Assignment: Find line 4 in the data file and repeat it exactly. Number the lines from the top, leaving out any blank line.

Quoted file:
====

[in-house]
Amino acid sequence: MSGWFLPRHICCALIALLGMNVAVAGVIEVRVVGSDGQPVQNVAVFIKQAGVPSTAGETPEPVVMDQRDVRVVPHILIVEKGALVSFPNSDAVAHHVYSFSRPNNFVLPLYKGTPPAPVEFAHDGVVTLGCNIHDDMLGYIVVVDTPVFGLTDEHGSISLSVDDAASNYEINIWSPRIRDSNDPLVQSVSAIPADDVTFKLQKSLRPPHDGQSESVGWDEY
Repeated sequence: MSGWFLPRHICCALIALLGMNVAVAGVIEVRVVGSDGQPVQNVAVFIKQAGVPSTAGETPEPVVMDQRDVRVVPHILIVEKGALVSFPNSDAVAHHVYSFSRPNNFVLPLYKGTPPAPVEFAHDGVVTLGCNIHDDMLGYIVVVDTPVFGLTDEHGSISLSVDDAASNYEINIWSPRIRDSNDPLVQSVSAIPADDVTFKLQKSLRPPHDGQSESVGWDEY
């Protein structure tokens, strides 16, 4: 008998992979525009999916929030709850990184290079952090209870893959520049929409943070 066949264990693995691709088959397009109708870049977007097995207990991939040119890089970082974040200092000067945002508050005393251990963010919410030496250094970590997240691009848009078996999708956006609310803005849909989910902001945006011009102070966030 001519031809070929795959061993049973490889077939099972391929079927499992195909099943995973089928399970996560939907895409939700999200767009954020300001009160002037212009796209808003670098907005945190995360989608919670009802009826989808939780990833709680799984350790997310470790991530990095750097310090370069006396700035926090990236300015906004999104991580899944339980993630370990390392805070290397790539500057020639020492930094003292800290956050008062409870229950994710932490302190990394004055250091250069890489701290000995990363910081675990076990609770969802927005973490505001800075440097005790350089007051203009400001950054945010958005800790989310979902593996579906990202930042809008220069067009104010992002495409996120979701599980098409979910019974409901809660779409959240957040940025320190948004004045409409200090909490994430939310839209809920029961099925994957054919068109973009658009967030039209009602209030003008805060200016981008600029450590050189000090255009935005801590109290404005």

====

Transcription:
């Protein structure tokens, strides 16, 4: 008998992979525009999916929030709850990184290079952090209870893959520049929409943070 066949264990693995691709088959397009109708870049977007097995207990991939040119890089970082974040200092000067945002508050005393251990963010919410030496250094970590997240691009848009078996999708956006609310803005849909989910902001945006011009102070966030 001519031809070929795959061993049973490889077939099972391929079927499992195909099943995973089928399970996560939907895409939700999200767009954020300001009160002037212009796209808003670098907005945190995360989608919670009802009826989808939780990833709680799984350790997310470790991530990095750097310090370069006396700035926090990236300015906004999104991580899944339980993630370990390392805070290397790539500057020639020492930094003292800290956050008062409870229950994710932490302190990394004055250091250069890489701290000995990363910081675990076990609770969802927005973490505001800075440097005790350089007051203009400001950054945010958005800790989310979902593996579906990202930042809008220069067009104010992002495409996120979701599980098409979910019974409901809660779409959240957040940025320190948004004045409409200090909490994430939310839209809920029961099925994957054919068109973009658009967030039209009602209030003008805060200016981008600029450590050189000090255009935005801590109290404005």